The test score data were based on an annual statewide assessment of learning designed to relate levels of test performance to the expectations defined in state-mandated curriculum standards. For all subject areas, the state used a scale score of 2100 points for “met standard” and 2400 for “commended performance.” In addition, anonymous individual student data for the 2008-2009 school year were obtained to profile each fifth grade student (N=3109) in the 70 schools (140 classrooms) related to the student’s gender, ethnic background, participation in the free lunch program (commonly used as a socioeconomic indicator), English language proficiency, “gifted” status (i.e. a student who has demonstrated potential abilities of high performance), and mobility rate, as well as data related to absenteeism and absenteeism due to illness (corresponding to number of days absent).

Final multilevel models included the following student level variables: gifted status, limited English proficiency, ethnic group, mobility, eligibility to receive free or reduced lunch, gender, and the composite variable “number of days absent, no illness”. Classroom level variables included teacher’s highest degree, ventilation rate, and indoor temperature.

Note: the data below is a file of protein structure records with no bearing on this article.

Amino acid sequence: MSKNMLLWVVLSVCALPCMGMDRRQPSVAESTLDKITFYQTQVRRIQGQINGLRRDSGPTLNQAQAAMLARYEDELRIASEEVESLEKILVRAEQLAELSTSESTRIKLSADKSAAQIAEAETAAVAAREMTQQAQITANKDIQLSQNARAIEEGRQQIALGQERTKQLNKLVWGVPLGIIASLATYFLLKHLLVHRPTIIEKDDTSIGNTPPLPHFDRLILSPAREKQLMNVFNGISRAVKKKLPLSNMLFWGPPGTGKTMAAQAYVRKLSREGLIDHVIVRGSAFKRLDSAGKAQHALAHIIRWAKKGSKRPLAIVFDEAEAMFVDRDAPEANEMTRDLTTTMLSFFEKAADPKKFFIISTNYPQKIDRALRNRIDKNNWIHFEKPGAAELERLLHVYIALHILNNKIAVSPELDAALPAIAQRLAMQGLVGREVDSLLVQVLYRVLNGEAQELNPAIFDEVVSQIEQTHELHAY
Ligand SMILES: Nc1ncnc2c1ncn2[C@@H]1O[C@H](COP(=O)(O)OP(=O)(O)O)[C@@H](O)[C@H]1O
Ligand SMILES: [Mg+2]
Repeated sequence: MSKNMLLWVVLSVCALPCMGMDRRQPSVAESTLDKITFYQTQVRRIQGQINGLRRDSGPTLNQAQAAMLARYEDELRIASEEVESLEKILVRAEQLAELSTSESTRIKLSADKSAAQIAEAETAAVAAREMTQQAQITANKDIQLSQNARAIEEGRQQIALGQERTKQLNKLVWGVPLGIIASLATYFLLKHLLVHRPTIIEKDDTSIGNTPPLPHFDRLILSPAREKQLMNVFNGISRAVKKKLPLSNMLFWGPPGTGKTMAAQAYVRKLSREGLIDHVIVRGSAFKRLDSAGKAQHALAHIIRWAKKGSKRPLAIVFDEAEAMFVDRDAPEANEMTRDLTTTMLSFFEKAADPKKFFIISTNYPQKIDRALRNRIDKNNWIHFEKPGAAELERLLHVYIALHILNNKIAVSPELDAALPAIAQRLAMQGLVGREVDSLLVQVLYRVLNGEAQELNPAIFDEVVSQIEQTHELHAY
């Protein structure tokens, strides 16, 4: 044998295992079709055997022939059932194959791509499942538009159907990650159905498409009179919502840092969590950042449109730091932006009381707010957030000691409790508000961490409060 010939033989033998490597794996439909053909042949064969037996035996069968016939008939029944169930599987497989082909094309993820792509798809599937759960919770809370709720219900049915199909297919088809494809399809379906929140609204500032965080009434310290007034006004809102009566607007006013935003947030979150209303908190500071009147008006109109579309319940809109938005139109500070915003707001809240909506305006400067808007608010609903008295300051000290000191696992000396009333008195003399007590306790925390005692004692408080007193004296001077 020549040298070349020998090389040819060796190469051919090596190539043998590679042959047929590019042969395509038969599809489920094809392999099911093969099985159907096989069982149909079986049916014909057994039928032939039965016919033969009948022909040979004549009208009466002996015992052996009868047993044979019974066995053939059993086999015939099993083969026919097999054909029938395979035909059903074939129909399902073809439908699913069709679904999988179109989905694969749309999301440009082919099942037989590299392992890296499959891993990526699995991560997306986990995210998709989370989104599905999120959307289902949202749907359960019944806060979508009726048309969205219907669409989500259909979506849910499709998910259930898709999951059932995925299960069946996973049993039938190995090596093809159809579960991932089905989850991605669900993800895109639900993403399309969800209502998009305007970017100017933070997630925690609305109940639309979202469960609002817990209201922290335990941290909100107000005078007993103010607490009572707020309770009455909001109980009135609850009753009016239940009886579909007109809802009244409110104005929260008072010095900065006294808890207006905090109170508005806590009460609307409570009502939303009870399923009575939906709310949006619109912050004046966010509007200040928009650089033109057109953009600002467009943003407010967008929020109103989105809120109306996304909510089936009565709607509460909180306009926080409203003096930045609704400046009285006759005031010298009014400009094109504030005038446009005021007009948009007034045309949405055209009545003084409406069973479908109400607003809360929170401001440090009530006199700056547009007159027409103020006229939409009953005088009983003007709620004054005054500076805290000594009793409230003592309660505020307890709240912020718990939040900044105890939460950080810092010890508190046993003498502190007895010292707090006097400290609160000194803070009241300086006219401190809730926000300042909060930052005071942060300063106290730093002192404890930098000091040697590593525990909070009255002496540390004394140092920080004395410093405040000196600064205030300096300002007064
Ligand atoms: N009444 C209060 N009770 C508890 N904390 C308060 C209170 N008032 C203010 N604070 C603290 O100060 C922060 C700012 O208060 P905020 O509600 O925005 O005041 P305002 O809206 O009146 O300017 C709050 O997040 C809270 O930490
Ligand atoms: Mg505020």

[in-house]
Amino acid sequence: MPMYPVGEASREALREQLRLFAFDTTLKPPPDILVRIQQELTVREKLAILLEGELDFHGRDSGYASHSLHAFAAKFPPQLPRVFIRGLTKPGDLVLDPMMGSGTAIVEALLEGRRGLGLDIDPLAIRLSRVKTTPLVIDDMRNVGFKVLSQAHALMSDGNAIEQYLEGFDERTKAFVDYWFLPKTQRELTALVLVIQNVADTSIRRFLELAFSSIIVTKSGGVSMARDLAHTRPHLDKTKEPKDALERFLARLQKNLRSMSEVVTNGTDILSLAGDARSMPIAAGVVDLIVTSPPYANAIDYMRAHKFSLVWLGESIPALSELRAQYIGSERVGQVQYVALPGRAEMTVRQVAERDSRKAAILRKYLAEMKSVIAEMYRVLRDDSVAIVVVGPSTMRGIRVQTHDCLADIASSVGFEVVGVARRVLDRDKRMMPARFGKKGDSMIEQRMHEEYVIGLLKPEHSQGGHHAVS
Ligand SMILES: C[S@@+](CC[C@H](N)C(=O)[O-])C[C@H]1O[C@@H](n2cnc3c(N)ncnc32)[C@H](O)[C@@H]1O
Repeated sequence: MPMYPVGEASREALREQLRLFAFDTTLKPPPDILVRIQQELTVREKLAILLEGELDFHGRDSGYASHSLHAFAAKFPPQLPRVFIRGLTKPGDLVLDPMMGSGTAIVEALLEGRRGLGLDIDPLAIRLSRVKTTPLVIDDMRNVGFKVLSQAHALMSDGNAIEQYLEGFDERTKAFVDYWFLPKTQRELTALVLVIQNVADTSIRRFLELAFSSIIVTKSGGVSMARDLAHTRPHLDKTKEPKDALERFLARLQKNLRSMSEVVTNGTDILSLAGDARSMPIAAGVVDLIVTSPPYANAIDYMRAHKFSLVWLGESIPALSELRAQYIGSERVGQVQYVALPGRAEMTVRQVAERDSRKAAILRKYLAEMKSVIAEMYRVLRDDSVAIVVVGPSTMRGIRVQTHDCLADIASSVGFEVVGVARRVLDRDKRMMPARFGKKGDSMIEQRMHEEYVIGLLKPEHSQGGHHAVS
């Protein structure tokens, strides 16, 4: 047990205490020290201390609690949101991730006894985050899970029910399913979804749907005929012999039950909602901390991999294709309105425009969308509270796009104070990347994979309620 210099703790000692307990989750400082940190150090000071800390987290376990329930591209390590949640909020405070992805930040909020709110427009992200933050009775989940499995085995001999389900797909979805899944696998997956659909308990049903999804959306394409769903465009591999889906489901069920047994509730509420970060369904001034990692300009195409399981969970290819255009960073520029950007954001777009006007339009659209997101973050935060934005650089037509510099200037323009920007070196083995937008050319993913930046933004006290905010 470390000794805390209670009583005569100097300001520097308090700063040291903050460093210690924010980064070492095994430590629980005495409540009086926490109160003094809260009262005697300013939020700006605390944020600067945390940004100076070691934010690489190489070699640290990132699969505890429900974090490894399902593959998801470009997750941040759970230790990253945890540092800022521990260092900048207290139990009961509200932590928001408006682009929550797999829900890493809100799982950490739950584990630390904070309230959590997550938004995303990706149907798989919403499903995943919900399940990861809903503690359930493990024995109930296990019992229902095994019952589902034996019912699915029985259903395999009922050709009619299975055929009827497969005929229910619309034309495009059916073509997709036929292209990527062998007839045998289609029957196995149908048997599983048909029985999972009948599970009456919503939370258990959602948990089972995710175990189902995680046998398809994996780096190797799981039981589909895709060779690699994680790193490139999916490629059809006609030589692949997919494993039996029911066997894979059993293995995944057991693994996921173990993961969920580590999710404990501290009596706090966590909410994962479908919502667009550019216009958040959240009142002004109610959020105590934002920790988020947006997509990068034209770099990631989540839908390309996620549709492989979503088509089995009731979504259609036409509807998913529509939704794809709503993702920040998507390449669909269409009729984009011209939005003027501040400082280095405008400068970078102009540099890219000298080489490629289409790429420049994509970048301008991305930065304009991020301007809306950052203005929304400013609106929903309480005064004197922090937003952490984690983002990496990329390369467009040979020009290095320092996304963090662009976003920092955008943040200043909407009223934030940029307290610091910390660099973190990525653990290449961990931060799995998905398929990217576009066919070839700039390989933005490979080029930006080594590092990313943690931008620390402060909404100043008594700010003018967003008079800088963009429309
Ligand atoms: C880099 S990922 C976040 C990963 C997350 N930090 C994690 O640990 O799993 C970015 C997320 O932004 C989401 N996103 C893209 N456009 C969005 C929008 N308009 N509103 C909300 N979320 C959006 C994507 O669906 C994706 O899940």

Based on the results, fifth-grade students’ math scores (average 2,286 points) increased corresponding to increasing ventilation. The estimated score increase was 74 points from the lowest observed ventilation value (0.9 liters per second/person) to the recommended minimum ventilation rate (7.1 liters per second/person). An additional 64-point increase was reported along with decreasing temperature, ranging from the highest observed temperature of 25oC (78oF) to the lowest observed 20oC (67oF). Effects of similar magnitude were observed for reading and science scores. It was concluded that maintaining adequate ventilation and thermal comfort could raise an average test score to “commended performance”.